In an open letter in 2009, Wang Dan defended Chai. "Many criticised Chai Ling [for saying] 'let others shed blood and I want to live', but they all forgot a most basic fact that, no matter what Chai Ling said, in reality, she was truly among the last group to withdraw from the Square."
In the aftermath of June 4, Chai fled to Hong Kong - spending more than 100 hours in a shipping container - then travelled with Feng to France, where the couple divorced. Chai moved to the US to take part in a Princeton University programme for June 4 activists, which also included Yuan Zhiming.
After Yuan's alleged attack, Chai said she decided not to call police "for the sake of protecting the reputation of the student movement". "Now looking back, my decision granted you freedom from the punishment of rape," Chai said she wrote to Yuan last June, adding "this lie has held me in bondage".
She kept her silence for years. Meanwhile, she earned a masters degree from Princeton, an MBA at Harvard University, and worked for Bain & Company, the Boston-based consultancy.
There she would meet Bob Maginn, a wealthy Bain partner 10 years her senior. They married in 2001, and they now have three daughters. The relationship would prove crucial to Chai, professionally and personally. Maginn helped bankroll Jenzabar, a firm Chai set up in 1998 to provide software for educational institutions, and he remains CEO and chairman of the firm.
But Jenzabar has not enjoyed smooth sailing - a critical 2003 Forbes business profile headlined "Great story, bad business" described how Jenzabar had been hit by a series of lawsuits after buying other software companies and faulted Chai for trying to "cash in on her heroism at Tiananmen Square".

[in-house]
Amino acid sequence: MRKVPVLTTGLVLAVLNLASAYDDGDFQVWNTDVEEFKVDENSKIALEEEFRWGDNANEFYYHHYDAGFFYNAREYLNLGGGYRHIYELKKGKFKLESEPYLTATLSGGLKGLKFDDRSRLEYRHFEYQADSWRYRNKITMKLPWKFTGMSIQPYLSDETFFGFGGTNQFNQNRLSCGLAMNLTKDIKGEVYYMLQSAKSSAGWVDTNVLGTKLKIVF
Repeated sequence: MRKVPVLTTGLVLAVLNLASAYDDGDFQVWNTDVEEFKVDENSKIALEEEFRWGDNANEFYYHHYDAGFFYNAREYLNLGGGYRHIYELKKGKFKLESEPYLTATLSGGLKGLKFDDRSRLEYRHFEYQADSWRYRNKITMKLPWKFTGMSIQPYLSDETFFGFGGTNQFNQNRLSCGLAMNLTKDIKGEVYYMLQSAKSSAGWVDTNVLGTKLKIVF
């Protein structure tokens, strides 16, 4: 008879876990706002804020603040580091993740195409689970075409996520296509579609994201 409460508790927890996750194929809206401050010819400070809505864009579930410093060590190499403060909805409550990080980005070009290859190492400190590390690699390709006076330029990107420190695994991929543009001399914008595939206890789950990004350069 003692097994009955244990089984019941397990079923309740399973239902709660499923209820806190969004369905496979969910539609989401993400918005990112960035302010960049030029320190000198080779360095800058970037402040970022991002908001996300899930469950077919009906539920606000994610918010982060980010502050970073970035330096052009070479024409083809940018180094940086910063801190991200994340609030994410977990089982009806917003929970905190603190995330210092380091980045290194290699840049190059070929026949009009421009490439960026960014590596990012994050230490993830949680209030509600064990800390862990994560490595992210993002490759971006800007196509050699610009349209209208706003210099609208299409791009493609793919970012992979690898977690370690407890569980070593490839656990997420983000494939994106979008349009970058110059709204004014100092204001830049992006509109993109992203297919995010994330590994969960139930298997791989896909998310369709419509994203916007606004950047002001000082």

The private firm's current financial position is unclear; in 2011, it announced "record revenue", but did not name the amount. Nevertheless, the company is a major player in the educational software industry and in 2009 boasted a staff of about 300.
Around this time Chai enjoyed her self-proclaimed proudest accomplishment: "becoming a Jesus-follower". Although she has written about having experienced "the reality of God" in Tiananmen Square, it was only in December 2009 that she was baptised, a spiritual awakening that Chai said made her determined to confront Yuan.
Her faith also played a major role in her decision to re-enter human rights advocacy. In 2010, she set up the All Girls Allowed group "with the goal of lifting up Jesus' name by exposing the human rights violations caused by China's one-child policy".
Maginn, a well-known figure in Massachusetts Republican Party circles, is also a devout Christian and has been one of Chai's strongest supporters in her pursuit of an admission of guilt from Yuan.
"I am so grateful for my husband who never doubted me through the whole process," Chai wrote recently. "He was the one who first suggested in the spring of 2013 that I find the truth through a polygraph test."
Chai and her supporters say she took the test on November 19, confirming she was telling the truth about the alleged rape, and demanded that Yuan do likewise.
They are unlikely to be satisfied with Yuan's apology and resignation from China Soul, since he continues to deny having raped Chai. "I don't know what the future holds," she wrote in November. "But truth is truth. God is God. Justice is justice. No matter how long the delay, it will surely come."